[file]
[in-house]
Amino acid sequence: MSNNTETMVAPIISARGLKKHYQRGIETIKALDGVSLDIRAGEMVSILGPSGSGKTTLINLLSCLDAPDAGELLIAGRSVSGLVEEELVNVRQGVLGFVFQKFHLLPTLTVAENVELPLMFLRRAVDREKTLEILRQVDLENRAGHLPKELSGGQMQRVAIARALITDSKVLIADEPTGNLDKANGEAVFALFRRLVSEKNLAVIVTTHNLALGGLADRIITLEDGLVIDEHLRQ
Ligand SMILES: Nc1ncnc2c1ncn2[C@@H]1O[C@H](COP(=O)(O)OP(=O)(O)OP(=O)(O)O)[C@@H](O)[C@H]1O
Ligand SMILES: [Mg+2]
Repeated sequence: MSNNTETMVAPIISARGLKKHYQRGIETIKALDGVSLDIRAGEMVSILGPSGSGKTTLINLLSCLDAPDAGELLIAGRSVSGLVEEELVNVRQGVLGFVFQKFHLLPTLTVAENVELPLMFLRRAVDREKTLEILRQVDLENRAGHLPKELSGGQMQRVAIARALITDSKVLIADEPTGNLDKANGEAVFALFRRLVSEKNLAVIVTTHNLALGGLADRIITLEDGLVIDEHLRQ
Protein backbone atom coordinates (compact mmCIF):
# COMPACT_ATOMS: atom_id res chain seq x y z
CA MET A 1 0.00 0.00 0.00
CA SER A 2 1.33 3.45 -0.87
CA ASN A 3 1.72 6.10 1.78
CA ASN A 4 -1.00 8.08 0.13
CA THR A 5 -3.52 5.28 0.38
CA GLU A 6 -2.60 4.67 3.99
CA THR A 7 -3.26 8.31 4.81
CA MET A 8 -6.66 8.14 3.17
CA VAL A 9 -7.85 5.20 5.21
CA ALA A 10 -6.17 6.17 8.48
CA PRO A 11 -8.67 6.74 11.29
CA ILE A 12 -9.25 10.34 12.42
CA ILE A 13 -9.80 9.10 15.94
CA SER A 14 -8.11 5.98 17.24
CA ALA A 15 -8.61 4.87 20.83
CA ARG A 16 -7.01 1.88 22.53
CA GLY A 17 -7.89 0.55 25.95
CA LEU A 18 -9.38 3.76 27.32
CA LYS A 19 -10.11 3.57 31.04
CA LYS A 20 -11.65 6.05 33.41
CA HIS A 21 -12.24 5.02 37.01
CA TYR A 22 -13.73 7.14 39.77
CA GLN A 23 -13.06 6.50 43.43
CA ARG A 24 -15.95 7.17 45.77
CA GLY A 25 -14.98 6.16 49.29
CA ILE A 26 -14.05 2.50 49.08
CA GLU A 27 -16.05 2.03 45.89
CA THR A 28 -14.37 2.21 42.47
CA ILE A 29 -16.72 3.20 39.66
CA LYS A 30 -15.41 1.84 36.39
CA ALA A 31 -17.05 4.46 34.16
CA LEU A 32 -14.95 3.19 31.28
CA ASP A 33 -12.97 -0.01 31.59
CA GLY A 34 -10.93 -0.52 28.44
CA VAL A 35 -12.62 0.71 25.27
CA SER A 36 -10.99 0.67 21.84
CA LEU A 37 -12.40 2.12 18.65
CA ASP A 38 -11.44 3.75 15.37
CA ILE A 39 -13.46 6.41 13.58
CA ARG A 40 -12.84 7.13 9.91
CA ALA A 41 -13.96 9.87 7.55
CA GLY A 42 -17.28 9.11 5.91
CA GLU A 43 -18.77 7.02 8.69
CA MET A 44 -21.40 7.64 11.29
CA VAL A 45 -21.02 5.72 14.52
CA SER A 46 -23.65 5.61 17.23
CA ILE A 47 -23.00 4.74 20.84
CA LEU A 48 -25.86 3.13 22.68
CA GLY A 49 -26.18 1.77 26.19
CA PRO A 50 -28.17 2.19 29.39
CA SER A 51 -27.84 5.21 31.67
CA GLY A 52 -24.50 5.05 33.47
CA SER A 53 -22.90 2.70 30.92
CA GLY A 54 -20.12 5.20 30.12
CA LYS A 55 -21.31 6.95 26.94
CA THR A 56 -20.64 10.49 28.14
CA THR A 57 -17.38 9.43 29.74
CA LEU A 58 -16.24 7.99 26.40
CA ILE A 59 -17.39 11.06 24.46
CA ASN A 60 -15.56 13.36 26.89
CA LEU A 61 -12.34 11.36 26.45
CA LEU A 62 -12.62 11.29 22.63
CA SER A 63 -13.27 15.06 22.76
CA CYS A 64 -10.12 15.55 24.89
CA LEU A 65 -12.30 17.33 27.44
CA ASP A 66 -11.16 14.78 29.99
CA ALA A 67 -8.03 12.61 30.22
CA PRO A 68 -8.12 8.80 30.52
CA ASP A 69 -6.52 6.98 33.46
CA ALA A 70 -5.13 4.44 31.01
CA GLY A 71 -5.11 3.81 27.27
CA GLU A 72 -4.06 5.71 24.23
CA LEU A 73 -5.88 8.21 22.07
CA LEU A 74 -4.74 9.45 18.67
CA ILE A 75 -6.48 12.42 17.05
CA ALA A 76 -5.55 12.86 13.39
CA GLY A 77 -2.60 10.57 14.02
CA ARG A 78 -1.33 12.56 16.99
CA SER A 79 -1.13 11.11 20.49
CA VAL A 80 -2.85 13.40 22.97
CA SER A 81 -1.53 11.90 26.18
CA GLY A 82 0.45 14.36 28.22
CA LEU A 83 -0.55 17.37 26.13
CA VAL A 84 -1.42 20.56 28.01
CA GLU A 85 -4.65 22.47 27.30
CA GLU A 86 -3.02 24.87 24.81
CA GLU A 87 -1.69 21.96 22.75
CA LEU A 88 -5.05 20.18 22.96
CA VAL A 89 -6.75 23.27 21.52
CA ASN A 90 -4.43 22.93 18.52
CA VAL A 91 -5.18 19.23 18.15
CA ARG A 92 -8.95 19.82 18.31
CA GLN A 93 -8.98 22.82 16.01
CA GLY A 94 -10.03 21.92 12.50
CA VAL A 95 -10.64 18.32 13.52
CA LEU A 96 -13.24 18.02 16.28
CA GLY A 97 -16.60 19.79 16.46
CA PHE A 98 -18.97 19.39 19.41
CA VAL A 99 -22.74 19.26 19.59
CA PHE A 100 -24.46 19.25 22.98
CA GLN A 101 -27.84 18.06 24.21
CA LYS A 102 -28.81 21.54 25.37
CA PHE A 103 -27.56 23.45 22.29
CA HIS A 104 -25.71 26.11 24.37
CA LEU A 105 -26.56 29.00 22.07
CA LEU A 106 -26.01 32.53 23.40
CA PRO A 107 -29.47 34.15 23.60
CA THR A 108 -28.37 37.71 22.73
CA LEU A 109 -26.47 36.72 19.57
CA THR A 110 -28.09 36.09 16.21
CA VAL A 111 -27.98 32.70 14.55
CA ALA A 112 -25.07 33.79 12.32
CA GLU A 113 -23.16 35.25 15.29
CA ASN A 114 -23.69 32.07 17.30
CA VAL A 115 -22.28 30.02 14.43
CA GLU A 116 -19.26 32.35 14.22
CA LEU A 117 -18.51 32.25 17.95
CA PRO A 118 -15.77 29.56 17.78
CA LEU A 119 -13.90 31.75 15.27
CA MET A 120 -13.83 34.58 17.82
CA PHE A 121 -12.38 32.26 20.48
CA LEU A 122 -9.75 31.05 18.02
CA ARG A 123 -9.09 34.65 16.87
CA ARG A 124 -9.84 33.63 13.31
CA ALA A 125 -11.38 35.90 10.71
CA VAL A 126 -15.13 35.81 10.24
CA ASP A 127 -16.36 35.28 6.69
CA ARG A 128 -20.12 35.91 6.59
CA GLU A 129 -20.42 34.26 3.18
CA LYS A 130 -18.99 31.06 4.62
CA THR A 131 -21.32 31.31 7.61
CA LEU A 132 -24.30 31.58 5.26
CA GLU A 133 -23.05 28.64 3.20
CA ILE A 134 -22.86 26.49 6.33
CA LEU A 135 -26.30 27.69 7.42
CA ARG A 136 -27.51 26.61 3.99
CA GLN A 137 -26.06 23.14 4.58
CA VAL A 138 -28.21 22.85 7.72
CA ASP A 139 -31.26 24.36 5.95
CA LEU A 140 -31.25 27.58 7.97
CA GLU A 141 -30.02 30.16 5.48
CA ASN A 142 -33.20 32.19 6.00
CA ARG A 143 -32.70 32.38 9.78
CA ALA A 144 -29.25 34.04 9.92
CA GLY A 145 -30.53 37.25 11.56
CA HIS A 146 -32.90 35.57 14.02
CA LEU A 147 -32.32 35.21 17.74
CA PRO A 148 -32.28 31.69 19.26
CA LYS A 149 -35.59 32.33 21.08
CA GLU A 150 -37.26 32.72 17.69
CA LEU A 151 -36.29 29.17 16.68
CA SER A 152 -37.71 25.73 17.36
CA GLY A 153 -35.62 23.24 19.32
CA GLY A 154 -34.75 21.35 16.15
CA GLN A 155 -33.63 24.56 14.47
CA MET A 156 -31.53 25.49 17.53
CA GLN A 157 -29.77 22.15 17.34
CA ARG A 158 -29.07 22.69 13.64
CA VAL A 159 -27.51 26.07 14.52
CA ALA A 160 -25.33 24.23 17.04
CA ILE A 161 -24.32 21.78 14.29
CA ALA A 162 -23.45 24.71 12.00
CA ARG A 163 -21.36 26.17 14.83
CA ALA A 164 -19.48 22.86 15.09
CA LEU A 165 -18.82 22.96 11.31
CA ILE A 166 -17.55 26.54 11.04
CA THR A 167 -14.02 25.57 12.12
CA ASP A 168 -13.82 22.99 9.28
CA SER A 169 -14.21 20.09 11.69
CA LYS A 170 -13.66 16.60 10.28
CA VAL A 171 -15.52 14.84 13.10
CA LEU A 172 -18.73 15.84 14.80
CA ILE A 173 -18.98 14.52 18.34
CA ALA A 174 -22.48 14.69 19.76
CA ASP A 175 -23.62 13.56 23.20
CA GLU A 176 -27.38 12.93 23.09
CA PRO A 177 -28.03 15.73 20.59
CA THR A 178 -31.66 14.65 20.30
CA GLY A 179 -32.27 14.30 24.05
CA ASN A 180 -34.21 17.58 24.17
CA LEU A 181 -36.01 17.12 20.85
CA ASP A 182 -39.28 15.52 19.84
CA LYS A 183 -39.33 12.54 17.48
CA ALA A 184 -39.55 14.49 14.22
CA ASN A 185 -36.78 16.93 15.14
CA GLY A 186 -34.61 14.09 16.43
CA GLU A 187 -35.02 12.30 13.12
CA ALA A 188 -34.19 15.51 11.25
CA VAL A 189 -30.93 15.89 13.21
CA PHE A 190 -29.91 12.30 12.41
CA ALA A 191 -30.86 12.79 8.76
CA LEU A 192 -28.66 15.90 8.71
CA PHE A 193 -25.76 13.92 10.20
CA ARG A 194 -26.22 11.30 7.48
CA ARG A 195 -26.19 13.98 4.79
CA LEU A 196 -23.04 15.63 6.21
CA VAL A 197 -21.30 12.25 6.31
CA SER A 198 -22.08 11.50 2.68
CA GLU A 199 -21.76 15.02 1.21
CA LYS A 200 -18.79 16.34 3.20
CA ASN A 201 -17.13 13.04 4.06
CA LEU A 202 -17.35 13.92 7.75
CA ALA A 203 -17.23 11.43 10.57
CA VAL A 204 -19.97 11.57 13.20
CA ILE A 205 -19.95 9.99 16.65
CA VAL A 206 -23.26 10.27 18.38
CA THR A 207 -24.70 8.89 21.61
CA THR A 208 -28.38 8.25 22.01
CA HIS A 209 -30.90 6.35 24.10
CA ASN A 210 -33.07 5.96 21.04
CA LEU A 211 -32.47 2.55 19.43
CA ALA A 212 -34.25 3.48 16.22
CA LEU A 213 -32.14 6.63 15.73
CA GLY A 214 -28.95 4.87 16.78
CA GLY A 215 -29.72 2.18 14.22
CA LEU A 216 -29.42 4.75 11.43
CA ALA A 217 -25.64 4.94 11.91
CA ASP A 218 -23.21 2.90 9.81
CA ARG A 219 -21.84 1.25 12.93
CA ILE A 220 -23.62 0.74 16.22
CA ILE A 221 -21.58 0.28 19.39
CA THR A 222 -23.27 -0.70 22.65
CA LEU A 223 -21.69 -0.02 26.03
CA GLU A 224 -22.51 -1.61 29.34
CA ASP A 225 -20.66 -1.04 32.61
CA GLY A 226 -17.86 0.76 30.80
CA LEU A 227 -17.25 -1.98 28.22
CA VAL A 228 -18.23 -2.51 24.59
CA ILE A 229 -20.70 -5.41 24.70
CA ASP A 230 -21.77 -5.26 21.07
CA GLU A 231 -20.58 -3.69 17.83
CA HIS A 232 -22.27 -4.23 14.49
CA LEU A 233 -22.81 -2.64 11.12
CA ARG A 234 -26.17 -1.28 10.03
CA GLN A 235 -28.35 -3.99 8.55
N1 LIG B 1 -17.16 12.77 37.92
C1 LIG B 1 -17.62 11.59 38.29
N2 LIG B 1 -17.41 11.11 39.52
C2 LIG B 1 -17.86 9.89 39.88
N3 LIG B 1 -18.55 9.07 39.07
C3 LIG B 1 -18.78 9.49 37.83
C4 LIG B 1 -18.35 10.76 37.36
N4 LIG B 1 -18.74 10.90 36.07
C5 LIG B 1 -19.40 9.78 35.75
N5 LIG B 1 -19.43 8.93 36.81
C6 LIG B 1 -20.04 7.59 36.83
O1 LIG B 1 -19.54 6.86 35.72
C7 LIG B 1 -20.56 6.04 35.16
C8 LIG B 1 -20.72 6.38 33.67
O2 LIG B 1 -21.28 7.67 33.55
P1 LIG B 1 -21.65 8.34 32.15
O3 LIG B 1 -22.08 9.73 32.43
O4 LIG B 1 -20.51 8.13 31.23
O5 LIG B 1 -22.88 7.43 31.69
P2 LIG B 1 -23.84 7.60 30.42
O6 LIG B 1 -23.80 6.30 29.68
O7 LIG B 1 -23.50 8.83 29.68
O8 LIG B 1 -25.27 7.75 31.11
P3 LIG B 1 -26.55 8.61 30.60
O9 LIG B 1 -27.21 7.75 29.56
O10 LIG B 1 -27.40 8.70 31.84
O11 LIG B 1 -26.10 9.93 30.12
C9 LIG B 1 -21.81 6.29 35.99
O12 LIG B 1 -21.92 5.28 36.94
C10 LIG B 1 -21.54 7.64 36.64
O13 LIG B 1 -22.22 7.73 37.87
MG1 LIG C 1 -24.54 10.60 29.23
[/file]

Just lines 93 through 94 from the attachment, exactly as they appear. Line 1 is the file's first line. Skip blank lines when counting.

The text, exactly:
CA GLU A 86 -3.02 24.87 24.81
CA GLU A 87 -1.69 21.96 22.75